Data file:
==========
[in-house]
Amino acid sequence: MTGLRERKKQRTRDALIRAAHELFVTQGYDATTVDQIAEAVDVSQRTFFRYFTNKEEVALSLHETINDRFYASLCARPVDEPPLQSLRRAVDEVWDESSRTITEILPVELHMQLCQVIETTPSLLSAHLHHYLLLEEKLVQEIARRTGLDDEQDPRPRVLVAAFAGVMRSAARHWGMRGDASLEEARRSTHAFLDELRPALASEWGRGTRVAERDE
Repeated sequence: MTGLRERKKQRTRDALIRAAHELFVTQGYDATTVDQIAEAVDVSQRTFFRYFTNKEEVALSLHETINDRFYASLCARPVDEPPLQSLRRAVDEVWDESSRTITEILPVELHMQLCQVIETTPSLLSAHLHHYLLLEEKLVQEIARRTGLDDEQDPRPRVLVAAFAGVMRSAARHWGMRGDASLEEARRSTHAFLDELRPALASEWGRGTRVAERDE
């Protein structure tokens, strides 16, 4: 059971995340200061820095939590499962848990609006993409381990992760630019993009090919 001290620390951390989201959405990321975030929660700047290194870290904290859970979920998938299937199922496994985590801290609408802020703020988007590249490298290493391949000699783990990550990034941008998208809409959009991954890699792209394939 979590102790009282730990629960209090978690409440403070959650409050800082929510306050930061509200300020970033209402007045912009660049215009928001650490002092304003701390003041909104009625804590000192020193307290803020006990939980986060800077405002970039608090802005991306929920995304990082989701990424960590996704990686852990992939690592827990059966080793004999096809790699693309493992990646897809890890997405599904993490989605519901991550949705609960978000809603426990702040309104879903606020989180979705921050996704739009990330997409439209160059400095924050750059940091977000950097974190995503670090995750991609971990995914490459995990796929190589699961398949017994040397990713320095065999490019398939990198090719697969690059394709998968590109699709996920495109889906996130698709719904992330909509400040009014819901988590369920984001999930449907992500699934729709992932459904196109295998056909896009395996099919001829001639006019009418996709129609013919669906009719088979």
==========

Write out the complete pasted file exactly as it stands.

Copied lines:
[in-house]
Amino acid sequence: MTGLRERKKQRTRDALIRAAHELFVTQGYDATTVDQIAEAVDVSQRTFFRYFTNKEEVALSLHETINDRFYASLCARPVDEPPLQSLRRAVDEVWDESSRTITEILPVELHMQLCQVIETTPSLLSAHLHHYLLLEEKLVQEIARRTGLDDEQDPRPRVLVAAFAGVMRSAARHWGMRGDASLEEARRSTHAFLDELRPALASEWGRGTRVAERDE
Repeated sequence: MTGLRERKKQRTRDALIRAAHELFVTQGYDATTVDQIAEAVDVSQRTFFRYFTNKEEVALSLHETINDRFYASLCARPVDEPPLQSLRRAVDEVWDESSRTITEILPVELHMQLCQVIETTPSLLSAHLHHYLLLEEKLVQEIARRTGLDDEQDPRPRVLVAAFAGVMRSAARHWGMRGDASLEEARRSTHAFLDELRPALASEWGRGTRVAERDE
């Protein structure tokens, strides 16, 4: 059971995340200061820095939590499962848990609006993409381990992760630019993009090919 001290620390951390989201959405990321975030929660700047290194870290904290859970979920998938299937199922496994985590801290609408802020703020988007590249490298290493391949000699783990990550990034941008998208809409959009991954890699792209394939 979590102790009282730990629960209090978690409440403070959650409050800082929510306050930061509200300020970033209402007045912009660049215009928001650490002092304003701390003041909104009625804590000192020193307290803020006990939980986060800077405002970039608090802005991306929920995304990082989701990424960590996704990686852990992939690592827990059966080793004999096809790699693309493992990646897809890890997405599904993490989605519901991550949705609960978000809603426990702040309104879903606020989180979705921050996704739009990330997409439209160059400095924050750059940091977000950097974190995503670090995750991609971990995914490459995990796929190589699961398949017994040397990713320095065999490019398939990198090719697969690059394709998968590109699709996920495109889906996130698709719904992330909509400040009014819901988590369920984001999930449907992500699934729709992932459904196109295998056909896009395996099919001829001639006019009418996709129609013919669906009719088979």